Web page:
rrneck Apr 2012 #10
Odin2005 Apr 2012 #11

Response to cleanhippie (Original post)

Fri Apr 27, 2012, 11:18 AM

1. Now that I think about it, that makes sense...

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Response to cleanhippie (Original post)

Fri Apr 27, 2012, 11:24 AM

2. I always had my suspicions about you...

 

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Response to laconicsax (Reply #2)

Fri Apr 27, 2012, 11:29 AM

4. Fucking algebra!

Hated it in school, and hate it now!

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Response to cleanhippie (Reply #4)

Fri Apr 27, 2012, 11:38 AM

5. That's a shame.

 

Without a good grasp of algebra it would be exceedingly difficult to fully appreciate the mathematics that describe reality.

BTW: There's a more intuitive way to at least know that $10 is the wrong answer--$10 is outrageously expensive for a baseball.

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Response to cleanhippie (Original post)

Fri Apr 27, 2012, 11:29 AM

3. That applies to any type of dogma.

 

Even political affiliation.

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Response to cleanhippie (Original post)

Fri Apr 27, 2012, 11:55 AM

6. According to this, I have two heads, one screwed on at right angles.

 

I saw two balls and a castrated bat, and $5, $5,and $100 were 'intuitively' obvious, though I'd say it was memorization rather than intuition, like the times tables.

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Response to cleanhippie (Original post)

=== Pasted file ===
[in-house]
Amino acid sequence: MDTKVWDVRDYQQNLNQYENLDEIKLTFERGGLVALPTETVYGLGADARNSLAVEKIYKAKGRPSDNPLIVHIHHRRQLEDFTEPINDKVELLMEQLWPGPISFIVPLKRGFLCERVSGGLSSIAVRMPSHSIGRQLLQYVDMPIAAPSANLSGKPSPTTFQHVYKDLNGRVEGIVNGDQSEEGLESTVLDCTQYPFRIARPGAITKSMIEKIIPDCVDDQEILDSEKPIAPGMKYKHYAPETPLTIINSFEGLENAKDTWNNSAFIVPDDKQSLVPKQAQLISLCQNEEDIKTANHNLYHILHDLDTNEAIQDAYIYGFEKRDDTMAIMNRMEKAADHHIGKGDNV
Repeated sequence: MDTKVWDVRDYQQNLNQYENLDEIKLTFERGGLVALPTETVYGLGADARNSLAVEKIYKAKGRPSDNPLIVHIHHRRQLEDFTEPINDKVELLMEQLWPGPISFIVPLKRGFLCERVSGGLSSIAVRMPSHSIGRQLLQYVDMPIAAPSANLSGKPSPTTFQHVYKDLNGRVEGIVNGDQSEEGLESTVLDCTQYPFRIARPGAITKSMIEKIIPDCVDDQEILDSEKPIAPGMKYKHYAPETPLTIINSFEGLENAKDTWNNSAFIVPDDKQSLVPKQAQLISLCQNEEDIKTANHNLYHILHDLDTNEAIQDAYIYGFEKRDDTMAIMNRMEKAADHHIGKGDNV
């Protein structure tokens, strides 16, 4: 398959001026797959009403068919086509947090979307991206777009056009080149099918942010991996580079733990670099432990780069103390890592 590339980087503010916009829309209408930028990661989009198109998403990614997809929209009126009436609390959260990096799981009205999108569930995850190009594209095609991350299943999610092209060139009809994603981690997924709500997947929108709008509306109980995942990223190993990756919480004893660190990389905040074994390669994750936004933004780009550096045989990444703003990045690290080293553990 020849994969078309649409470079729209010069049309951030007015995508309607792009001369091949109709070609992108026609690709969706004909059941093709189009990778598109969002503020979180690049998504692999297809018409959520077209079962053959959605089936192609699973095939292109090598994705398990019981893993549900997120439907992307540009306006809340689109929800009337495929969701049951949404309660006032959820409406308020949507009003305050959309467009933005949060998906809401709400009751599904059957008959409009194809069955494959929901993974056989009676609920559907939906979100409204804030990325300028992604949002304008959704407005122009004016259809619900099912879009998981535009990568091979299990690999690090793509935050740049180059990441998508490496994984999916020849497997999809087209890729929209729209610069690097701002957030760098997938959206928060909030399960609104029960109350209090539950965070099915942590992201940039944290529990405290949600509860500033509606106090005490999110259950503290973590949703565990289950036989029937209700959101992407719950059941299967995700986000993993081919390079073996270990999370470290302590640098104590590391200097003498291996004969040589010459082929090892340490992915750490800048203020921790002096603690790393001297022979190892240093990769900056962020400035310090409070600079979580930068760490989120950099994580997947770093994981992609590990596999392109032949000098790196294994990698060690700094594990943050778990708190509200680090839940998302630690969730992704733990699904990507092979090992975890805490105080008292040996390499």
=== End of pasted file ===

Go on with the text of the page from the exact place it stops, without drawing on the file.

Fri Apr 27, 2012, 12:47 PM

7. Hence the motivation to kill public education . . . . .

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Response to cleanhippie (Original post)

Fri Apr 27, 2012, 12:54 PM

8. And then there's this.

Duane - St. Pete FLA

I’m a GOP’er and an atheist which does not set well with some other GOP’ers. I normally do not agree with most that comes out of CNN and it’s left leaning coverage of issues and their continued picking and choosing stories that strive to make black America the victims (when in fact they are lucky to live here), but this I do agree with. God, Allah and the like and cute little stories that no one in their right mind would believe. Burning talking bush’s, walking on water, flying monkey’s (wait that’s the wizard of OZ) all to me are silly stories but if people want to believe than more power to them….just keep the talk out of politics.

April 27, 2012 at 11:45 am

http://religion.blogs.cnn.com/2012/04/27/as-politicians-talk-more-about-faith-voters-seem-to-want-less/comment-page-6/

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Response to cleanhippie (Original post)

Fri Apr 27, 2012, 01:03 PM

9. What's funny is that I'd seen this question before, I got the correct answer that previous time...

...but in reading over this post, even with my recognition of the question, my mind went to $10, and I had to see answer of $5 to remember.

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Response to cleanhippie (Original post)

Sat Apr 28, 2012, 01:02 PM

10. According to this I'm a fundie from hell. nt

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Response to cleanhippie (Original post)

Sun Apr 29, 2012, 02:05 AM

11. It got me right, I answered $5, and I'm an Atheist.